WASHINGTON: US President Barack Obama urged Hamas Friday to show it is serious about wanting a ceasefire and called on to release an Israeli soldier reported captured earlier in the day.
"I think it's going to be very hard to put a ceasefire back together again if Israelis and the international community can't feel confident that Hamas can follow through on a ceasefire commitment," he told reporters.
Obama said the United States "unequivocally condemned Hamas and the Palestinian factions that were responsible for killing two Israeli soldiers, and abducting a third almost minutes after a ceasefire had been announced."
He was speaking after a humanitarian truce in Gaza collapsed only hours after it began Friday amid a deadly new wave of violence and the apparent capture by Hamas of an Israeli soldier.
"I want to make sure that they are listening," Obama said, addressing Hamas.
"If they are serious about trying to trying to resolve this situation, that soldier needs to be unconditionally released, as soon as possible."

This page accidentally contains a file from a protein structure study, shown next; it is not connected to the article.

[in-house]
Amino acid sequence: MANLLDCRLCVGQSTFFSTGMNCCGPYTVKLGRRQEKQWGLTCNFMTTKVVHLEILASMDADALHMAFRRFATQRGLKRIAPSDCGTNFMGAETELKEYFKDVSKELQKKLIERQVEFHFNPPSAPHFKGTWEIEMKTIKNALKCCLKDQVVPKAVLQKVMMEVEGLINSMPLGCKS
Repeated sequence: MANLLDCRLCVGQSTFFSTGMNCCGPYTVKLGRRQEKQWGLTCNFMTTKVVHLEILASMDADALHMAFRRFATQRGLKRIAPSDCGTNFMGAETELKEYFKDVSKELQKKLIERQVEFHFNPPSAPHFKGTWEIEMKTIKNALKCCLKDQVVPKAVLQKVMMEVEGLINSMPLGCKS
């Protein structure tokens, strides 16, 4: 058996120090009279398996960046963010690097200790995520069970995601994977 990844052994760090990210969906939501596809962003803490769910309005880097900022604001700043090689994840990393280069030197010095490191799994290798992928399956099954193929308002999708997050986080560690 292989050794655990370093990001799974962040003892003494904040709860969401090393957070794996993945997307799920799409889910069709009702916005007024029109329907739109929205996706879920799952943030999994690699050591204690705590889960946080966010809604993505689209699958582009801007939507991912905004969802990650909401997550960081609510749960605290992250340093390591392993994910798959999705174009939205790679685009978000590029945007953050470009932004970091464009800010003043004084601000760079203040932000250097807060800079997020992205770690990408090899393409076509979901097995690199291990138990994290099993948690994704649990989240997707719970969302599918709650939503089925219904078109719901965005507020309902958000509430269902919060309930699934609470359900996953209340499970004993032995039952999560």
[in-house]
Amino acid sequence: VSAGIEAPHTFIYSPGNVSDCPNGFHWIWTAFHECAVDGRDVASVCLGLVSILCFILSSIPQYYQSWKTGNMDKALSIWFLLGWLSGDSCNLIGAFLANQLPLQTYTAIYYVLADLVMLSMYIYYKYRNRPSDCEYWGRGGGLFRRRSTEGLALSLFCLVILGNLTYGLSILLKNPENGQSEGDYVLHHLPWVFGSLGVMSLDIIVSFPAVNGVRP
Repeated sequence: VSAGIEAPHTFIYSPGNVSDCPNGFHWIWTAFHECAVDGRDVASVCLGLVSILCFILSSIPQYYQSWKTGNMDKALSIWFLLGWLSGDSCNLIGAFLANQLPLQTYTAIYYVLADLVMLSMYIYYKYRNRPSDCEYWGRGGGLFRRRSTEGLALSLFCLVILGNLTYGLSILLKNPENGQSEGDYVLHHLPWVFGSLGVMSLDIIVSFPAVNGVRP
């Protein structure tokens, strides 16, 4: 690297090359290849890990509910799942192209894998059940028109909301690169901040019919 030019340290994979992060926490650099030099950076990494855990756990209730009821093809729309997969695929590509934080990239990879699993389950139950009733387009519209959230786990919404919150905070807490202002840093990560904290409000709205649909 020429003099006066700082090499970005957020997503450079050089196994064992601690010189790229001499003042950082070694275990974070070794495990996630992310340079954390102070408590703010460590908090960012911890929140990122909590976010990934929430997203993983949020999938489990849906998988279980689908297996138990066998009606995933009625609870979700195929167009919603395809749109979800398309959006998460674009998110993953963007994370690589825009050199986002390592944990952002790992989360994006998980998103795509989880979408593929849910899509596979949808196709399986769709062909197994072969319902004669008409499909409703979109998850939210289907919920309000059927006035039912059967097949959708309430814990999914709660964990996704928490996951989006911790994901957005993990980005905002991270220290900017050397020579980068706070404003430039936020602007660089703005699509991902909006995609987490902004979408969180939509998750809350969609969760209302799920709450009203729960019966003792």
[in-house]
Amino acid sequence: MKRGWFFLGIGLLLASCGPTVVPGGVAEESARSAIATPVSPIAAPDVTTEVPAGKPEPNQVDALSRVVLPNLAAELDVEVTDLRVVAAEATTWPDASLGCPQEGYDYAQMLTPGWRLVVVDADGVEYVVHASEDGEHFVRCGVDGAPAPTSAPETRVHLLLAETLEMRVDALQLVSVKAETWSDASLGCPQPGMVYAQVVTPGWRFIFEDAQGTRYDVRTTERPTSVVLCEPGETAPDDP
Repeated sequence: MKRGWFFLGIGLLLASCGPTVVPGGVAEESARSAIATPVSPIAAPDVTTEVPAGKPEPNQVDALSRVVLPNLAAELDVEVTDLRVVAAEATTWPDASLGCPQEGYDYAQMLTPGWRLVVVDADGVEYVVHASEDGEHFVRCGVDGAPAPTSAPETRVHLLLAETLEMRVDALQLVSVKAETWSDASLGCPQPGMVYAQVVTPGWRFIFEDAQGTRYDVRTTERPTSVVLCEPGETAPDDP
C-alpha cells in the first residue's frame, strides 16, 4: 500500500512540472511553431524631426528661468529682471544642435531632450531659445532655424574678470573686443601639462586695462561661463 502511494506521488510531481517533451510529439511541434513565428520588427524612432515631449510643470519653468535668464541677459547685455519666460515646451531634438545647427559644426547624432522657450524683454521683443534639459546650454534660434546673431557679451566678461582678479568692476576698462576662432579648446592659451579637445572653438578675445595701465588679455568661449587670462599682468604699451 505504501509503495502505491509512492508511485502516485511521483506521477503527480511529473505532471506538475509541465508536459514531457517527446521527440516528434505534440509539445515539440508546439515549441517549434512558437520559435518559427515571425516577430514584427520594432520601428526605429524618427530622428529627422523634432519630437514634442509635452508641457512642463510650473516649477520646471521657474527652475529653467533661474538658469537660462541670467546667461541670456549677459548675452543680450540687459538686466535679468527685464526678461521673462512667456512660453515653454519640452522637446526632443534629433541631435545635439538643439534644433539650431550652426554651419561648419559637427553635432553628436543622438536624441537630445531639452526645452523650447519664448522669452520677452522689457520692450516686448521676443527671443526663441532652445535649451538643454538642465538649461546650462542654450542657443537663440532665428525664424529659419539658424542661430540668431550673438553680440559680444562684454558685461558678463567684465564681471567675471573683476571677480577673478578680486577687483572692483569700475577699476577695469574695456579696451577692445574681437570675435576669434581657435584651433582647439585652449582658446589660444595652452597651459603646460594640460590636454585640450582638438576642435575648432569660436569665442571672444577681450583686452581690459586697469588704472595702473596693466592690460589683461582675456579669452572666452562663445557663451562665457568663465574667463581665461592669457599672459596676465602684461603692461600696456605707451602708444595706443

But the US leader added: "We have also been clear that innocent civilians in Gaza caught in the crossfire have to weigh on our conscience and we have to do more to protect them."
Washington was going to keep working for a ceasefire, Obama said, praising the efforts of his secretary of state, John Kerry, who "has been persistent, he has worked very hard."
"He has endured on many occasions really unfair criticism. Simply to try to get to the point where the killing stops," Obama said.
And he insisted it was "not particularly relevant" whether Hamas or another group was behind the reported kidnapping of the Israeli soldier.
"The point is, when they sign on to a ceasefire, they're claiming to speak for all the Palestinian factions. And if they don't have control of them, and just moments after a ceasefire is signed, you have Israeli soldiers being killed and captured, then it's hard for the Israelis to feel confident that a ceasefire can actually honored."
After 9/11 'we tortured some folks'
President Obama admitted Friday that US officials had "tortured some folks" in the aftermath of the September 11, 2001 attacks, but urged they not be judged too harshly.
The US administration is expected to release a declassified Senate report in the next few days that will detail alleged abuses by intelligence agents targeting extremist groups in the wake of the attacks.